Thames water – fine – 22 march 2017

Thames Water have been hit with a record £20m fine for huge sewage leaks.

The fine was imposed on 22 March 2017 following a prosecution brought by the Environment Agency for numerous offences in 2013 and 2014 at sewage treatment works at Aylesbury, Didcot and Little Marlow and a sewage pumping station at Littlemore.

Huge leaks of untreated sewage totalling 1.4 bn litres occurred into the Thames which spread to its tributaries and onto land. The leaks had serious impact on residents, farmers and wildlife (killing birds and fish). It wiped out a season for commercial cray fishermen.

By way of background, Thames Water made an operating profit of £742m in 2015-16 and paid out £82m in dividends to its shareholders.

In 2013 The Observer revealed the 10 biggest water companies were the most persistent polluters of England’s rivers and beaches committing more than 1,000 incidents between 2005 and 2013, but were fined a total of just £3.5m.

It was noted there was continual failure to report incidents and a history of non-compliance.

Judge Francis Sheridan in this case said of the level of the fine that it should not be cheaper to offend than take the appropriate cautions, and therefore, made the find sufficiently large that Thames Water would get the message.

Fines have increased since the change in the sentencing guidelines. However this is the largest fine imposed to date.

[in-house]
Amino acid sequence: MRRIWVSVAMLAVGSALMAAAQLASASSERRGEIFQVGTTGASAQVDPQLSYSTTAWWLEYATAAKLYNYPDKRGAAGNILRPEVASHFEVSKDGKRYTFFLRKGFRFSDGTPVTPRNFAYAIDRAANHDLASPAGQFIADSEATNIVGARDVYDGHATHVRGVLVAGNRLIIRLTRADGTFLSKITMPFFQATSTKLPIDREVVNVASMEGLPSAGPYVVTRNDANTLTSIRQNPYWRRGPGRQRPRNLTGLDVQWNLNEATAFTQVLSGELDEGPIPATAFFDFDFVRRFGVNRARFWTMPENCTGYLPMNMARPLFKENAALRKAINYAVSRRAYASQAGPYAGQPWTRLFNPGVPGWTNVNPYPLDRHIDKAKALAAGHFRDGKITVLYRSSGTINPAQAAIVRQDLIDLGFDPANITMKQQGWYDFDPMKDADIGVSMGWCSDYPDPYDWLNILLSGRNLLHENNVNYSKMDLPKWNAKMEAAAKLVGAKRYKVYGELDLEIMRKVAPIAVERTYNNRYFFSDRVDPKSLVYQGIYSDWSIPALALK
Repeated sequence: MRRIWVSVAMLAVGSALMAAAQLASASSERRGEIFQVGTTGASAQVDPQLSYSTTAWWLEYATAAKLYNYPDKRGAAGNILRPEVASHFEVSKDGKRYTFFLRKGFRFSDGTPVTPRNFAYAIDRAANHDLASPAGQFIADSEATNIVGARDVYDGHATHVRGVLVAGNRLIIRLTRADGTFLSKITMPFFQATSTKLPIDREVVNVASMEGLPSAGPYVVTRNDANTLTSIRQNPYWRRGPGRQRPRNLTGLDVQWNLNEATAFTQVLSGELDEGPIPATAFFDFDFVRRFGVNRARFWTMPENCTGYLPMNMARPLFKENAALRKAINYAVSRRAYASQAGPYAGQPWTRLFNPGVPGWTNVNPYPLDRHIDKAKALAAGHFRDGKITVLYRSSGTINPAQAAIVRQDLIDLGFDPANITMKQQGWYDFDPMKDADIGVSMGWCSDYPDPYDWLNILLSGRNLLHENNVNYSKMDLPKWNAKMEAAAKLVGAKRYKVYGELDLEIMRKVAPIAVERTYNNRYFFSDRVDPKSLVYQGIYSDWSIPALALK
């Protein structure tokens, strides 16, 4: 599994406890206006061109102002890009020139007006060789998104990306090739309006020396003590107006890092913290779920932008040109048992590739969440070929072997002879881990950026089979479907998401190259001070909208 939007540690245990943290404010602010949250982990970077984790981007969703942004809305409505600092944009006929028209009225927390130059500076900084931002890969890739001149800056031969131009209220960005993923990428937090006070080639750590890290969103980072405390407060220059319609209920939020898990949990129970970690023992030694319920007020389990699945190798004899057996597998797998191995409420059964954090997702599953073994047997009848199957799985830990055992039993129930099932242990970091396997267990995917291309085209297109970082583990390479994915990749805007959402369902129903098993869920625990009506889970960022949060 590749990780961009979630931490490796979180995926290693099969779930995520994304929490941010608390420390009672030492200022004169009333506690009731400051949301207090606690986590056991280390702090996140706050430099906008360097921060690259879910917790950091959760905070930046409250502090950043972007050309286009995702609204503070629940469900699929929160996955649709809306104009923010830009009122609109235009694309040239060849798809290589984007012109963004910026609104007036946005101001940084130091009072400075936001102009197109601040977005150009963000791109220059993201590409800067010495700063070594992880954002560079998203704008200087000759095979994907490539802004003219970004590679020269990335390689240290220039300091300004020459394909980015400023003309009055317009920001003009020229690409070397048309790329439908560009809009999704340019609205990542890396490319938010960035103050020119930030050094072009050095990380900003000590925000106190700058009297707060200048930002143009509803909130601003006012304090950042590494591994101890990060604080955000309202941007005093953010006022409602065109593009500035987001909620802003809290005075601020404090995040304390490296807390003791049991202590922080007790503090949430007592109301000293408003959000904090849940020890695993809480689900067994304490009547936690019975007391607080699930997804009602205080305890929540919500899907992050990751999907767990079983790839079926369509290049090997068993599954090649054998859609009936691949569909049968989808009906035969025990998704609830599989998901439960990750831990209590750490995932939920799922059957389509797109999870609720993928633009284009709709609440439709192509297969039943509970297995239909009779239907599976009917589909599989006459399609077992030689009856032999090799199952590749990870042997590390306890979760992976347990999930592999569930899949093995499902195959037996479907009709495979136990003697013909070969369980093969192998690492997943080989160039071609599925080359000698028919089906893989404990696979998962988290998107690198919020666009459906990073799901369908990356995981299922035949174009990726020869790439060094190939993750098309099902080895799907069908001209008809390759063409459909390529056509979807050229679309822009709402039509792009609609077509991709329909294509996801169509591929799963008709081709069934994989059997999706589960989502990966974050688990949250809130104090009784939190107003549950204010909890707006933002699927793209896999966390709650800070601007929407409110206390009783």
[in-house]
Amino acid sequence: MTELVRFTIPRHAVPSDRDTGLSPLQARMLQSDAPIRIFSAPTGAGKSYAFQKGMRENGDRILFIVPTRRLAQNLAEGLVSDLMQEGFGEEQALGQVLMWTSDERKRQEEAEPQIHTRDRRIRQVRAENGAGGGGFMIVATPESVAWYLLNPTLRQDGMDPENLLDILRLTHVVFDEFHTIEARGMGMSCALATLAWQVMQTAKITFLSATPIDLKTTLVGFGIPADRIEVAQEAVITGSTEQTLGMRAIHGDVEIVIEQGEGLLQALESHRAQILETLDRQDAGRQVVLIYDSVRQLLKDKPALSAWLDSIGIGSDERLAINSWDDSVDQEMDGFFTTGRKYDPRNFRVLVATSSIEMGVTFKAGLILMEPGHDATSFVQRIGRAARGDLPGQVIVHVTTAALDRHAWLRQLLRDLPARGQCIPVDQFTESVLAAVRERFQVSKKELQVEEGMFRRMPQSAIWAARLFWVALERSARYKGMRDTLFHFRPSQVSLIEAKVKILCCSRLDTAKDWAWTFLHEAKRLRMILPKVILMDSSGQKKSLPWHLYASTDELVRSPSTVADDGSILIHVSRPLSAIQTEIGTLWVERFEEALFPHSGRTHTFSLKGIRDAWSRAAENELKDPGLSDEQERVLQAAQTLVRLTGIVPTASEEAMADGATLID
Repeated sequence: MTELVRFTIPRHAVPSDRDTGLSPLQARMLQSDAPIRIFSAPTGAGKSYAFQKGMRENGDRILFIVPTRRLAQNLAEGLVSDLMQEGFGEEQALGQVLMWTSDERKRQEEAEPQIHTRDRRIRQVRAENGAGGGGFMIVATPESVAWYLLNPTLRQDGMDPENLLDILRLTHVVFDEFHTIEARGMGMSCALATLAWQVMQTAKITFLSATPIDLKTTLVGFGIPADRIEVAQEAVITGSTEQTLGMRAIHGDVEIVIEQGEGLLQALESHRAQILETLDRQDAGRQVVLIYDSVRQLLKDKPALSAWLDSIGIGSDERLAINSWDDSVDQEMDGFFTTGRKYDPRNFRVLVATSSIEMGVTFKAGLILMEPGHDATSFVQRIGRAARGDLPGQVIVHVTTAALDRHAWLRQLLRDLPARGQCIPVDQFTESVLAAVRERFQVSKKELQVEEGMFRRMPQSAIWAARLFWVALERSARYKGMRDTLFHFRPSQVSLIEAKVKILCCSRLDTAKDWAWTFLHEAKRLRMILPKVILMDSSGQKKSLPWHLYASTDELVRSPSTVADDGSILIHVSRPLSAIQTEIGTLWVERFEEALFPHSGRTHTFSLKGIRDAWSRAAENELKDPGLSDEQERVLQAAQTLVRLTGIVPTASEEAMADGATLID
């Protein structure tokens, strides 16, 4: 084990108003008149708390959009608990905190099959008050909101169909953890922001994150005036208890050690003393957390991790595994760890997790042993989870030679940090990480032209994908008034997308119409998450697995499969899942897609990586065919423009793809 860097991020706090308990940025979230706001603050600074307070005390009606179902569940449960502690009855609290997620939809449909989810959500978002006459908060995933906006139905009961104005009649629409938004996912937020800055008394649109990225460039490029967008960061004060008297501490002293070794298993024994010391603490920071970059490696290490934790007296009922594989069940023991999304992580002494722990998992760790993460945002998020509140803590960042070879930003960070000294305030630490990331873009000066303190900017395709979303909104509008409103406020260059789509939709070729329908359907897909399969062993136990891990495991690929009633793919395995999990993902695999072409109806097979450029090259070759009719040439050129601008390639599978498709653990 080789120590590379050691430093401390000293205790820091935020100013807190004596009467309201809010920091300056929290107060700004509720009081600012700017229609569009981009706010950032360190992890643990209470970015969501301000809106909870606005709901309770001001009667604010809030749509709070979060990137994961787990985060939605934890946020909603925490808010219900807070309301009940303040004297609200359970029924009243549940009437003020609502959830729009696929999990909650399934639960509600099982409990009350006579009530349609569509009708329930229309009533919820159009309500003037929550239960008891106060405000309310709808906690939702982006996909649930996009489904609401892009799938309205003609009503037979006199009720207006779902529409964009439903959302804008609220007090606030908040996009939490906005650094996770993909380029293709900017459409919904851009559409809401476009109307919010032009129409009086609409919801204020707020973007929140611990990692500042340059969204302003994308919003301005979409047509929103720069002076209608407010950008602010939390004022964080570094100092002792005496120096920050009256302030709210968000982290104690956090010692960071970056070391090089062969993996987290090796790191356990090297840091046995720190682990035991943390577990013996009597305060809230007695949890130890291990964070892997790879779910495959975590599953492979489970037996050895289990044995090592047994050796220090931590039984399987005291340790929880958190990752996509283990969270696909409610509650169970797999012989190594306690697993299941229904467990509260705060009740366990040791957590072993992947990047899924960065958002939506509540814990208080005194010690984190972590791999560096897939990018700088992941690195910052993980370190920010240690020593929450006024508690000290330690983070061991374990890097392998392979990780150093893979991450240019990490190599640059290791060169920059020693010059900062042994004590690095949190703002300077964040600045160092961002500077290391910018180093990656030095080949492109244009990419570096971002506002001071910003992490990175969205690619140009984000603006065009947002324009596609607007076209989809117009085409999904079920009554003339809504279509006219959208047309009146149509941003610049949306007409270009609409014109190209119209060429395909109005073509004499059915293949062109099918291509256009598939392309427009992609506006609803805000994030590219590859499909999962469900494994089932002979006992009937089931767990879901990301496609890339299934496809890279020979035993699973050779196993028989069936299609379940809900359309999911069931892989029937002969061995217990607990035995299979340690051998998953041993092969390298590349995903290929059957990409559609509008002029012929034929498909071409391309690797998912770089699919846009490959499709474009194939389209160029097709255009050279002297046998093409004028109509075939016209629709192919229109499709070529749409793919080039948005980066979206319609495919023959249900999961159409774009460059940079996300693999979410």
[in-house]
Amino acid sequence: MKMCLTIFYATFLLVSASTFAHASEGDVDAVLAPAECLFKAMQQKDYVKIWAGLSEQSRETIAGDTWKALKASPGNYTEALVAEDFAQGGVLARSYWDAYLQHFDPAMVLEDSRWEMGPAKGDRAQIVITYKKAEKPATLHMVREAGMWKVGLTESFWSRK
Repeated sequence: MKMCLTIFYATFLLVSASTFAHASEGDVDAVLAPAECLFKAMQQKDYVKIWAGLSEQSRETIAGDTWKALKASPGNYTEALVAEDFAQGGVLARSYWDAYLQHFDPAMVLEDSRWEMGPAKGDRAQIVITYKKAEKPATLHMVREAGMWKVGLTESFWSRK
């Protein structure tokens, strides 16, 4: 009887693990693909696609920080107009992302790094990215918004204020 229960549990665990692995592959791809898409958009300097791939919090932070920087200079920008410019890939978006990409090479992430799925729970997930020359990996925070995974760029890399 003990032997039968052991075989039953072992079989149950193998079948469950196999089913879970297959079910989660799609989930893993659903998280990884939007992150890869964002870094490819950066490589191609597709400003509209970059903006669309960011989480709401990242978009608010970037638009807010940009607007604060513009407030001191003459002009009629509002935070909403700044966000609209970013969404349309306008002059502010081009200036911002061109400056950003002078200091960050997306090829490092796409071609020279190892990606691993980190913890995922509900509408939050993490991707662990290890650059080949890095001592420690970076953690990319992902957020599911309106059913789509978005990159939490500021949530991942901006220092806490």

Pre Action Protocol for Debt Claims to come into force

The Ministry of Justice has published the Pre Action Protocol for Debt Claims which is to come into force on 1 October 2017.

The Damages (Personal Injury) Order 2017 (2017 No 206)

This formalised the change to the discount rate from 2.5% to -0.75% which came into effect on 20 March 2017.

Extension of Fixed Fees

There is commentary on the keynote speech of Lord Justice Jackson at the White Paper costs conference where he was discussing his current review of the extension of fixed costs.

Following the speech it was stated there can be no doubt that Lord Justice Jackson is to look to extend fixed fees across the fast track. He has repeatedly stated this is the missing piece from his original reforms.

The likely implementation date is April or October 2018, once decided.

SRA Referral fee probe over holiday claims

It should be noted there are two areas which fall outside fixed costs in personal injury, which are noise induced hearing loss, and holiday claims.

ABTA have called for a reform of civil procedure rules to impose fixed recoverable costs for holiday sickness claims valued at less than £25,000 following a recent increase in claims far exceeding the recorded incidents of illness in resorts.

It is understood the government are concerned that claims management companies see holiday sickness cases as a partial saviour if whiplash claims are to become more restricted.

The SRA wants copies of letter templates used by firms when dealing with gastric illness claims as well as details of the number of referrals in the past two years. Solicitors are being told investigation is necessary to rule out misconduct. Payment or receipt of referral fees has been banned for personal injury claims since 2013.